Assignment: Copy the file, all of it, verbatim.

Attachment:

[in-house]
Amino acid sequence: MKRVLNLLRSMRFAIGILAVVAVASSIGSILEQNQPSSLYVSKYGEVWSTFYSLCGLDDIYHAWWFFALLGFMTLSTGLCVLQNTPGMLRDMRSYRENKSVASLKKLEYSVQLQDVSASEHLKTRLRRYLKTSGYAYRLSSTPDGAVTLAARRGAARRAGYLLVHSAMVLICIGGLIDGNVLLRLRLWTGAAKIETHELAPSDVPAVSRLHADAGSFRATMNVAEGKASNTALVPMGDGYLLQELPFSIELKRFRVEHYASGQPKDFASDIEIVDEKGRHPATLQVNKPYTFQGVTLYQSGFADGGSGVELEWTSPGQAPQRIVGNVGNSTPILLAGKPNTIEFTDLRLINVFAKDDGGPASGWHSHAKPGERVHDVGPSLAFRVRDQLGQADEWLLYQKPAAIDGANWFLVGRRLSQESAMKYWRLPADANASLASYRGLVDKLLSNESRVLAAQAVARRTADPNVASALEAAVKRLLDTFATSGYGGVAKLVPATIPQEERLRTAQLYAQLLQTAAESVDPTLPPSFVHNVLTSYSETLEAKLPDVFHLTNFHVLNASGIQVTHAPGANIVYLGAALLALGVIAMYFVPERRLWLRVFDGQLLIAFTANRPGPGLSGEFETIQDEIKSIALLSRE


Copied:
[in-house]
Amino acid sequence: MKRVLNLLRSMRFAIGILAVVAVASSIGSILEQNQPSSLYVSKYGEVWSTFYSLCGLDDIYHAWWFFALLGFMTLSTGLCVLQNTPGMLRDMRSYRENKSVASLKKLEYSVQLQDVSASEHLKTRLRRYLKTSGYAYRLSSTPDGAVTLAARRGAARRAGYLLVHSAMVLICIGGLIDGNVLLRLRLWTGAAKIETHELAPSDVPAVSRLHADAGSFRATMNVAEGKASNTALVPMGDGYLLQELPFSIELKRFRVEHYASGQPKDFASDIEIVDEKGRHPATLQVNKPYTFQGVTLYQSGFADGGSGVELEWTSPGQAPQRIVGNVGNSTPILLAGKPNTIEFTDLRLINVFAKDDGGPASGWHSHAKPGERVHDVGPSLAFRVRDQLGQADEWLLYQKPAAIDGANWFLVGRRLSQESAMKYWRLPADANASLASYRGLVDKLLSNESRVLAAQAVARRTADPNVASALEAAVKRLLDTFATSGYGGVAKLVPATIPQEERLRTAQLYAQLLQTAAESVDPTLPPSFVHNVLTSYSETLEAKLPDVFHLTNFHVLNASGIQVTHAPGANIVYLGAALLALGVIAMYFVPERRLWLRVFDGQLLIAFTANRPGPGLSGEFETIQDEIKSIALLSRE